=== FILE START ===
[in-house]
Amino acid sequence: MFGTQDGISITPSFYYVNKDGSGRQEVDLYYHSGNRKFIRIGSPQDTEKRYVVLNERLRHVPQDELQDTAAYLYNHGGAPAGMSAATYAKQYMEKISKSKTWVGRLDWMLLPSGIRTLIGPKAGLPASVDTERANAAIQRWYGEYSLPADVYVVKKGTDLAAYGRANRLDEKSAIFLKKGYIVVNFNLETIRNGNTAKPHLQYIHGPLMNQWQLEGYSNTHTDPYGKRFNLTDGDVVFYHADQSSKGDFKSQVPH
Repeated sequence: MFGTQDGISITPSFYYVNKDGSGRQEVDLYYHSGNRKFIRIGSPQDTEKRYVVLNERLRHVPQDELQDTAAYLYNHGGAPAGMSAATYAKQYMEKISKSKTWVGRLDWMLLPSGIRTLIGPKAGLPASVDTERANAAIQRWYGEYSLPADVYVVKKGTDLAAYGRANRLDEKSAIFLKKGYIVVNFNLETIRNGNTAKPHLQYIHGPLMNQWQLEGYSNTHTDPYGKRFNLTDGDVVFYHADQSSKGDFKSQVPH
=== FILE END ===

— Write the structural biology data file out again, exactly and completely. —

[in-house]
Amino acid sequence: MFGTQDGISITPSFYYVNKDGSGRQEVDLYYHSGNRKFIRIGSPQDTEKRYVVLNERLRHVPQDELQDTAAYLYNHGGAPAGMSAATYAKQYMEKISKSKTWVGRLDWMLLPSGIRTLIGPKAGLPASVDTERANAAIQRWYGEYSLPADVYVVKKGTDLAAYGRANRLDEKSAIFLKKGYIVVNFNLETIRNGNTAKPHLQYIHGPLMNQWQLEGYSNTHTDPYGKRFNLTDGDVVFYHADQSSKGDFKSQVPH
Repeated sequence: MFGTQDGISITPSFYYVNKDGSGRQEVDLYYHSGNRKFIRIGSPQDTEKRYVVLNERLRHVPQDELQDTAAYLYNHGGAPAGMSAATYAKQYMEKISKSKTWVGRLDWMLLPSGIRTLIGPKAGLPASVDTERANAAIQRWYGEYSLPADVYVVKKGTDLAAYGRANRLDEKSAIFLKKGYIVVNFNLETIRNGNTAKPHLQYIHGPLMNQWQLEGYSNTHTDPYGKRFNLTDGDVVFYHADQSSKGDFKSQVPH